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A Test of the Hotelling Rule Using Old-Growth Timber Data

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Author Info

  • Livernois, J.
  • Thille, H.
  • Zhang, X.

Abstract

The paper tests Hotelling's prediction that scarcity rent for a non-renewable resource will rise at the rate of discount in a market equilibrium. We perform the test using data for old-growth timber, a resource that is effectively non-renewable. In contrast to previous studies, for this resource a measure of scarcity rent is directly observable in the form of stumpage price bids in timber auctions. We construct a model that allows for replanting and captures the institutional framework of the western U.S. timber market. The modified Hotelling rule that we derive is not rejected in several of our specifications.

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Bibliographic Info

Paper provided by University of Guelph, Department of Economics and Finance in its series Working Papers with number 2003-4.

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Length: 25 pages
Date of creation: 2003
Date of revision:
Handle: RePEc:gue:guelph:2003-4

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Postal: Guelph, Ontario, N1G 2W1
Phone: (519) 824-4120 ext. 53898
Fax: (519) 763-8497
Web page: https://www.uoguelph.ca/economics/
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References

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  4. John Hartwick, 1975. "Exploitation of Many Deposits of an Exhaustible Resource," Working Papers 182, Queen's University, Department of Economics.
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  8. Marshall, R.C. & Richard J.F., 1995. "Bider Collusion at Forest Service Timber Sales," Papers 7-95-3, Pennsylvania State - Department of Economics.
  9. Livernois, John R & Uhler, Russell S, 1987. "Extraction Costs and the Economics of Nonrenewable Resources," Journal of Political Economy, University of Chicago Press, vol. 95(1), pages 195-203, February.
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  22. John Livernois & Patrick Martin, 2001. "Price, scarcity rent, and a modified r per cent rule for non-renewable resources," Canadian Journal of Economics, Canadian Economics Association, vol. 34(3), pages 827-845, August.
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Citations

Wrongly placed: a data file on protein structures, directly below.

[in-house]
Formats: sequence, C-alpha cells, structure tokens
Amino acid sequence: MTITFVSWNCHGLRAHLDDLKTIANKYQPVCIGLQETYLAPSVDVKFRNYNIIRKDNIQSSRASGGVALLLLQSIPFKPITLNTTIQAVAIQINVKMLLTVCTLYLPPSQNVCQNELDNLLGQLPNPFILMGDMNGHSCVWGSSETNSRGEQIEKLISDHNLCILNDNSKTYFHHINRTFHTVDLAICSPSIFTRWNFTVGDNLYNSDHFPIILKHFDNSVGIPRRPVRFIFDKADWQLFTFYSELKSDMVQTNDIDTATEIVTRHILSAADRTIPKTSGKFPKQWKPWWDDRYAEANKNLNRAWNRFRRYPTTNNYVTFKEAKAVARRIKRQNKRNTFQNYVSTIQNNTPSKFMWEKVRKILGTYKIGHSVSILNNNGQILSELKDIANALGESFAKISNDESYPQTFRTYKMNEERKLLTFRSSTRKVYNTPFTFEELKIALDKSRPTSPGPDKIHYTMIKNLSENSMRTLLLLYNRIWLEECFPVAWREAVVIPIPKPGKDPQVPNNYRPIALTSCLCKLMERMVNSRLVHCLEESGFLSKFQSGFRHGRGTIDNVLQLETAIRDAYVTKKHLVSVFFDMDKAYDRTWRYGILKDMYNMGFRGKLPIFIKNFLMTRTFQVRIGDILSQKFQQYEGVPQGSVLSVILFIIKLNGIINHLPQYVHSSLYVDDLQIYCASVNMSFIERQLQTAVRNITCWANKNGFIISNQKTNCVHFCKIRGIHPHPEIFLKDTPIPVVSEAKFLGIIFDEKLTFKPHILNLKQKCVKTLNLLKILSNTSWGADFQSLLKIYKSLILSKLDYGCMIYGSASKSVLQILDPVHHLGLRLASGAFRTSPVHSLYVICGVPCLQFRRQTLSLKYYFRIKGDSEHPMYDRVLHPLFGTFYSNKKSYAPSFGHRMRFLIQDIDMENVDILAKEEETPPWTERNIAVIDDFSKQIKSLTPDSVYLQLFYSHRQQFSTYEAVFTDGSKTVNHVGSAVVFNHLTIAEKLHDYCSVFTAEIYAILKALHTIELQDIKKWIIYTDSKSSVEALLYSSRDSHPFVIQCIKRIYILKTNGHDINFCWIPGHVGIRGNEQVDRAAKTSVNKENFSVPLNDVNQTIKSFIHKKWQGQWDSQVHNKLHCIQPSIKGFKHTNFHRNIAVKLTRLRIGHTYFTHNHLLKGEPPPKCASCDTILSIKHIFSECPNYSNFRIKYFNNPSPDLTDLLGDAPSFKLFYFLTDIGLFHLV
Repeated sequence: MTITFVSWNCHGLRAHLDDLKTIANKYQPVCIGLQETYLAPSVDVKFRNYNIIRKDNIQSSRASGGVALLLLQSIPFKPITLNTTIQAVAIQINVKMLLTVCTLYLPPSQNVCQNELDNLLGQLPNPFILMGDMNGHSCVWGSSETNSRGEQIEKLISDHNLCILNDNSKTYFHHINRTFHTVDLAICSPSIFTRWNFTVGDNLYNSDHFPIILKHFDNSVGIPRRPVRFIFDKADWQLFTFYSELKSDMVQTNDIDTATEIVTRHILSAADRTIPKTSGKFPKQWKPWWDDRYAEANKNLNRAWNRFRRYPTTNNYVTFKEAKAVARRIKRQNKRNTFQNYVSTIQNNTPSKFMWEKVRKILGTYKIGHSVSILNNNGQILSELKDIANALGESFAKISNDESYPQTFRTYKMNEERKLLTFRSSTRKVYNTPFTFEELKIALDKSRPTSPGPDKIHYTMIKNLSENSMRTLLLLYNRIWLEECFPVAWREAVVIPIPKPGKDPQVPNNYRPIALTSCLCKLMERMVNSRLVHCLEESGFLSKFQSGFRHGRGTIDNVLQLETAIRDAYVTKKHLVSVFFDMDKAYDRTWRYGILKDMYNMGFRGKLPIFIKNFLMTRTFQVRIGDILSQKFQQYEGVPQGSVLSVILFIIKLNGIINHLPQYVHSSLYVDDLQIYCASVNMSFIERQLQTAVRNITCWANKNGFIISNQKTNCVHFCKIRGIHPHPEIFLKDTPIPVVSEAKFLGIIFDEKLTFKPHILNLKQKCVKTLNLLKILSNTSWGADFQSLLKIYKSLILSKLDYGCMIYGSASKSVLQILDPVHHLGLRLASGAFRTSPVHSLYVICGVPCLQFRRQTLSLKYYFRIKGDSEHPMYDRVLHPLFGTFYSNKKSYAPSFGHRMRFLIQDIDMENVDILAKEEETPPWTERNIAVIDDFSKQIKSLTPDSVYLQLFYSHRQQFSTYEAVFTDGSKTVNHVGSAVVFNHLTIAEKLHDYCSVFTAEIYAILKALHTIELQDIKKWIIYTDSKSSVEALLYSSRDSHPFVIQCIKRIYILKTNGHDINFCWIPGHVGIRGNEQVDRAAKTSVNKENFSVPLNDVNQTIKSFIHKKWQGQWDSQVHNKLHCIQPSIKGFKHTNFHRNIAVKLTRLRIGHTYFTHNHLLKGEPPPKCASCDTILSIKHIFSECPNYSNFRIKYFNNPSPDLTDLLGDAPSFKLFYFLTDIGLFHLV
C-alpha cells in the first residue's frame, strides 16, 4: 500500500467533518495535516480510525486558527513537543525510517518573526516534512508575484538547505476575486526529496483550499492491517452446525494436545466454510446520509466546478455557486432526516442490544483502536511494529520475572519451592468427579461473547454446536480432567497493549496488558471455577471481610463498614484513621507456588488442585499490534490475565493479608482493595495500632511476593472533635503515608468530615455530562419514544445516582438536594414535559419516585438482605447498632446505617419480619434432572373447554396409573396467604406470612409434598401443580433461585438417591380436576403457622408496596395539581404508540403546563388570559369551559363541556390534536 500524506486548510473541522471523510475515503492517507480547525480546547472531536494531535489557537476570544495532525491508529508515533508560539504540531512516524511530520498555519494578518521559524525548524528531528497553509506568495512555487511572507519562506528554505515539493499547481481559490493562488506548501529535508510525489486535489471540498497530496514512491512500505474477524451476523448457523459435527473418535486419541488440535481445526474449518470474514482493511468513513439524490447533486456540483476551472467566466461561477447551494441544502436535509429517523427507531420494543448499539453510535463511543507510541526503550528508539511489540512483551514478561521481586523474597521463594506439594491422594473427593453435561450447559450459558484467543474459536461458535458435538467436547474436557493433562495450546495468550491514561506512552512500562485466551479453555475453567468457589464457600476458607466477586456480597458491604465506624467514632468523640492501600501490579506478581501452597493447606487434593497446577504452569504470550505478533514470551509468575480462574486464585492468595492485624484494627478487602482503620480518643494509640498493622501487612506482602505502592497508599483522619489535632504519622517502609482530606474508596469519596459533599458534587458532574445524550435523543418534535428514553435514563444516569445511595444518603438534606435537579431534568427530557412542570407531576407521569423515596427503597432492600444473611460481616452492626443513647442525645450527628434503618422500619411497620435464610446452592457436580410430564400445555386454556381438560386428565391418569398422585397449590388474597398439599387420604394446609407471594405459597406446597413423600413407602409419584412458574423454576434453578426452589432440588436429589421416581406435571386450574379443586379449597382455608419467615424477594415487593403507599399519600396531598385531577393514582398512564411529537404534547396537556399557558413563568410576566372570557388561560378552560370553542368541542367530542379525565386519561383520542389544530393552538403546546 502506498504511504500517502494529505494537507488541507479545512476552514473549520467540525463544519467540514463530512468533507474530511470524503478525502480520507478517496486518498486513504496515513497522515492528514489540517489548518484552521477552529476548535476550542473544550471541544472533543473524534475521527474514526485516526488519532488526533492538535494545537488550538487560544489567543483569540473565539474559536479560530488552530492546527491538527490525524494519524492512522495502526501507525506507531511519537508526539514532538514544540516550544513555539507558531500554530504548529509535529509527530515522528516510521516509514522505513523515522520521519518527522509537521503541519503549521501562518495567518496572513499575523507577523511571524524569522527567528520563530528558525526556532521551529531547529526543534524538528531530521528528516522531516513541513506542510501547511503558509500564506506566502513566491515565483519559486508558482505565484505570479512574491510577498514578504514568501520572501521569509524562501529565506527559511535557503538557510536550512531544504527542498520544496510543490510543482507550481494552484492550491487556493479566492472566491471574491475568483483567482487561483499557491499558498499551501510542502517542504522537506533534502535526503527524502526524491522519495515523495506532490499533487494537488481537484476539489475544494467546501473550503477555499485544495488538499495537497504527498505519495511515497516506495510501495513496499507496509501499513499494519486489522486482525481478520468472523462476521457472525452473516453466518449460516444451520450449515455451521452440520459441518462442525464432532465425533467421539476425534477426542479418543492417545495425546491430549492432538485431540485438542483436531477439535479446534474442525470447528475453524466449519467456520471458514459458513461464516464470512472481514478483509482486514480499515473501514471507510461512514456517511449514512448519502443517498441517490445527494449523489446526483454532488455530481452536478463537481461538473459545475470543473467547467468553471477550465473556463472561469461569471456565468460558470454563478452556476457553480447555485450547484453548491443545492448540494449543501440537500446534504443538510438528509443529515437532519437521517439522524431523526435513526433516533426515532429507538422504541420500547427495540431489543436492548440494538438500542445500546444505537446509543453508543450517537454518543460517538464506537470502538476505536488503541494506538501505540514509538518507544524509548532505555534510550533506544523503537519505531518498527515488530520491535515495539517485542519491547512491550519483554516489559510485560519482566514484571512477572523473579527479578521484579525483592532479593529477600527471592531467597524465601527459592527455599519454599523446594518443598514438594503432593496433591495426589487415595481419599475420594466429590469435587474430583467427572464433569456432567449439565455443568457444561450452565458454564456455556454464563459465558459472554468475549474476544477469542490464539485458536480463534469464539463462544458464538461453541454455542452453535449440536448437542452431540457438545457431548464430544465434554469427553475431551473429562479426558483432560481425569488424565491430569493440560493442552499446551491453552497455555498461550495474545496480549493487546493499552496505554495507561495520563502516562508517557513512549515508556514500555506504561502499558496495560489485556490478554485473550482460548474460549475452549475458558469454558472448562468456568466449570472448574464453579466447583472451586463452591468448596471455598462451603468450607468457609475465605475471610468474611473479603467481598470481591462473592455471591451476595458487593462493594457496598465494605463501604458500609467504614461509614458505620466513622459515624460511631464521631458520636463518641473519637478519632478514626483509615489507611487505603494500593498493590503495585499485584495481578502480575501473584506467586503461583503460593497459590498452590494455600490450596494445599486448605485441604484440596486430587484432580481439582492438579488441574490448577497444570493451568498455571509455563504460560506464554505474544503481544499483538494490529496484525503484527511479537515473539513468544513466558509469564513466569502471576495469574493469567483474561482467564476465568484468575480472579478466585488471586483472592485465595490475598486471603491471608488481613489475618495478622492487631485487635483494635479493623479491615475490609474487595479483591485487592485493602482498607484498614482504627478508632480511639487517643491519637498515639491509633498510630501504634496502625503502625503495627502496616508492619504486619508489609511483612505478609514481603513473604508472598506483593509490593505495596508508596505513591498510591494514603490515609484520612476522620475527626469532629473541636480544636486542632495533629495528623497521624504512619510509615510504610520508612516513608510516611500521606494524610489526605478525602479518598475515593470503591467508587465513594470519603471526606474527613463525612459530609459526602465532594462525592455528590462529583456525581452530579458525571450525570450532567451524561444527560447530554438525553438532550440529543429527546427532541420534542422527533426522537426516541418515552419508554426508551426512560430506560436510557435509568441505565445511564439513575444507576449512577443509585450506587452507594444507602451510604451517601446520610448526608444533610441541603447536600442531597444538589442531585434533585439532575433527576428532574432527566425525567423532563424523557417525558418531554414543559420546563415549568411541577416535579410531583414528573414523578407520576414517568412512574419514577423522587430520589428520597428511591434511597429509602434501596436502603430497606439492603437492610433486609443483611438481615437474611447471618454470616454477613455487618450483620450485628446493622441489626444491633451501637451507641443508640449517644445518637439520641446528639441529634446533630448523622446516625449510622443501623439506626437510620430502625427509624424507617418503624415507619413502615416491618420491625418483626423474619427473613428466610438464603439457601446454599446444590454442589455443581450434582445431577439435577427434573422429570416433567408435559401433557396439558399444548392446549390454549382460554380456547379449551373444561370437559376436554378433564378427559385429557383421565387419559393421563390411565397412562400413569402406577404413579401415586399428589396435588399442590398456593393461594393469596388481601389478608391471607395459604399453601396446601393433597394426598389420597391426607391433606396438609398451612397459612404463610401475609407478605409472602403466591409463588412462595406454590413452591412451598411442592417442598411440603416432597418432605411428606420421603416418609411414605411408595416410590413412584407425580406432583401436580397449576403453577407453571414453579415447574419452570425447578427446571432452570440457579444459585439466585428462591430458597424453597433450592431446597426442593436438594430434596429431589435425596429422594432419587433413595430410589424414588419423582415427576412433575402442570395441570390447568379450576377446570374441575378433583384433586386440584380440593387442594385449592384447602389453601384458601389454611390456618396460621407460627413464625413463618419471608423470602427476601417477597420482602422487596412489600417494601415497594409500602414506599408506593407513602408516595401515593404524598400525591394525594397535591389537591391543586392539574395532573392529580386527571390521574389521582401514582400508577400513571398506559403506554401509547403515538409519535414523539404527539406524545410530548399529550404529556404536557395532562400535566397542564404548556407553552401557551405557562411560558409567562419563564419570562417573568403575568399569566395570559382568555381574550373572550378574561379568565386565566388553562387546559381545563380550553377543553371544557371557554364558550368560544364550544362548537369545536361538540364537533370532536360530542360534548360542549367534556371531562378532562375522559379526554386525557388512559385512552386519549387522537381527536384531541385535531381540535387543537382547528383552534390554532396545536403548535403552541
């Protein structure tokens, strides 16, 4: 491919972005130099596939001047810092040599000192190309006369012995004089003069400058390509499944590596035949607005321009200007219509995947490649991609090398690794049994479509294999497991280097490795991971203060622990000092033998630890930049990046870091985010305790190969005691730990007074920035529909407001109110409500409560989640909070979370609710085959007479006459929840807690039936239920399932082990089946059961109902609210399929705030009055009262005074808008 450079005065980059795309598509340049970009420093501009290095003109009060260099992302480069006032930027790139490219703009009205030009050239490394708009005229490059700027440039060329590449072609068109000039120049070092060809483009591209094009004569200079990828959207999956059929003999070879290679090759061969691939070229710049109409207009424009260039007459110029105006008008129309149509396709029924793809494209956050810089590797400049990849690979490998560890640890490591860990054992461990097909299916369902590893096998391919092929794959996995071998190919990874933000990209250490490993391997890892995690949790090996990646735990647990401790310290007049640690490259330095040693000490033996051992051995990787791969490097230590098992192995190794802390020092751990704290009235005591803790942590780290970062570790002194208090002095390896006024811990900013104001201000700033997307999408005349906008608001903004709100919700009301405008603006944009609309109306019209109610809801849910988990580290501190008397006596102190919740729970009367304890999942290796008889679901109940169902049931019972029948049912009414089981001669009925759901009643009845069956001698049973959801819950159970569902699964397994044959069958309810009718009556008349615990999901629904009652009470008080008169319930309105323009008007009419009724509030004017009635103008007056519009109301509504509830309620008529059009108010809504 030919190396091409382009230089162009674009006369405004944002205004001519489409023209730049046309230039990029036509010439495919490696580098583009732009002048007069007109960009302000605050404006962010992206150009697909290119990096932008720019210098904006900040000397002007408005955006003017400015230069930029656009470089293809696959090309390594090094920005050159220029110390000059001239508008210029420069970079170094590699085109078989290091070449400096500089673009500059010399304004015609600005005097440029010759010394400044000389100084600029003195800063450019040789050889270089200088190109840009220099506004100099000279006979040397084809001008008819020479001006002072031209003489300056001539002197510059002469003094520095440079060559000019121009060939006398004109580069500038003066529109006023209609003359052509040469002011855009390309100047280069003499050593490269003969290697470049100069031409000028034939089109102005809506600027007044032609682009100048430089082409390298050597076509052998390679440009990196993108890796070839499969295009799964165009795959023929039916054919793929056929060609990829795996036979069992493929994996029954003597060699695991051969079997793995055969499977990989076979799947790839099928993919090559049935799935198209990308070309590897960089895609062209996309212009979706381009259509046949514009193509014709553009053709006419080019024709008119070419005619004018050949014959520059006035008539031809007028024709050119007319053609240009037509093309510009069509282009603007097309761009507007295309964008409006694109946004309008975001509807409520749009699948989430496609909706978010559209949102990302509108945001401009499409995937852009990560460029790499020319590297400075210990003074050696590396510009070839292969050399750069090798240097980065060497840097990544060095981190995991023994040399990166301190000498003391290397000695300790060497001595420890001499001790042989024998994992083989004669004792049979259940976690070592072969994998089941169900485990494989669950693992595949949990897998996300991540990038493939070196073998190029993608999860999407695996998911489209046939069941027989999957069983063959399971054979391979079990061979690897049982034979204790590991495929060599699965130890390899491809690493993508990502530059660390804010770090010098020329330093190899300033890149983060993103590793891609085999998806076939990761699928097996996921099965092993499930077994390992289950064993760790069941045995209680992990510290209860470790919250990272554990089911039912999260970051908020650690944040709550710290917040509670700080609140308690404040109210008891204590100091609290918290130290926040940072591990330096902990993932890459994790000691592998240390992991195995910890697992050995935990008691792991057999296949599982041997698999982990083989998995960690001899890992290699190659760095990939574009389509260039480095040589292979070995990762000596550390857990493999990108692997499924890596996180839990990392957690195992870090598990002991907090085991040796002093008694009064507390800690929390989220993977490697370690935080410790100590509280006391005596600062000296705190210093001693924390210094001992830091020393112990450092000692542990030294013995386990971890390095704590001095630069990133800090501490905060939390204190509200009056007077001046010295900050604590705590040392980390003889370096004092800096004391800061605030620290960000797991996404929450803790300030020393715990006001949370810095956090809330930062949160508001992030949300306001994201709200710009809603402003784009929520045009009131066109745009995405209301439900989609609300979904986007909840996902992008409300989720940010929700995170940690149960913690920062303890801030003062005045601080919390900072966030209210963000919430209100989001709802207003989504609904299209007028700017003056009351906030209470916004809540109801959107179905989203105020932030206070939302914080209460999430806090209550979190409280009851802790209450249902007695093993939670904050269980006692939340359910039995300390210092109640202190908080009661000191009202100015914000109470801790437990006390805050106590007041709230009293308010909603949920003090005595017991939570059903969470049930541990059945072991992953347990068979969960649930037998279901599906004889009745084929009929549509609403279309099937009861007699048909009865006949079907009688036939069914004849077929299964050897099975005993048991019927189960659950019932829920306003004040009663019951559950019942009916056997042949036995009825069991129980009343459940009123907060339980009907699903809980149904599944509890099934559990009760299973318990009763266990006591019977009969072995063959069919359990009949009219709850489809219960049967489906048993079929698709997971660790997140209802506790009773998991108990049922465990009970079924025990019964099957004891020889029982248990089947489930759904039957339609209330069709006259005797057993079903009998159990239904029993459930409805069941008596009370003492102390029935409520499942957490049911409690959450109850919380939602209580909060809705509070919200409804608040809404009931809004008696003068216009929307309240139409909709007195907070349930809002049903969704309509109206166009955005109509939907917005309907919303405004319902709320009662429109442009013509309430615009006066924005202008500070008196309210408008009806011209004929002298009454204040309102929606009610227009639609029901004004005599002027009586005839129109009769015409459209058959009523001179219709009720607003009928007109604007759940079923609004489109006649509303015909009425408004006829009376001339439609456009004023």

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Cited by:
  1. GĂ©rard Gaudet, 2007. "Natural resource economics under the rule of Hotelling," Canadian Journal of Economics, Canadian Economics Association, vol. 40(4), pages 1033-1059, November.
  2. Caputo, Michael R., 2011. "A nearly complete test of a capital accumulating, vertically integrated, nonrenewable resource extracting theory of a competitive firm," Resource and Energy Economics, Elsevier, vol. 33(3), pages 725-744, September.
  3. Margaret E. Slade & Henry Thille, 2009. "Whither Hotelling: Tests of the Theory of Exhaustible Resources," Annual Review of Resource Economics, Annual Reviews, vol. 1(1), pages 239-259, 09.
  4. Ian Keay, 2010. "The Impact of Commodity Price Volatility on Resource Intensive Economies," Working Papers 1274, Queen's University, Department of Economics.
  5. Lisa Leinert, 2012. "Does the Oil Price Adjust Optimally to Oil Field Discoveries?," CER-ETH Economics working paper series 12/169, CER-ETH - Center of Economic Research (CER-ETH) at ETH Zurich.
  6. Markus Ludwig, . "The Visible Hand: National Oil Companies, Oil Supply and the Ermergence of the Hotelling Rent," Working papers 2012/11, Faculty of Business and Economics - University of Basel.
  7. Ian Keay, 2007. "Resource Rents and their Impact on Institutional and Economic Development," Working Papers 1143, Queen's University, Department of Economics.
  8. Abhijit Sharma & Kelvin G Balcombe & Iain M Fraser, 2009. "Non-renewable resource prices: Structural breaks and long term trends," Economics Bulletin, AccessEcon, vol. 29(2), pages 805-819.

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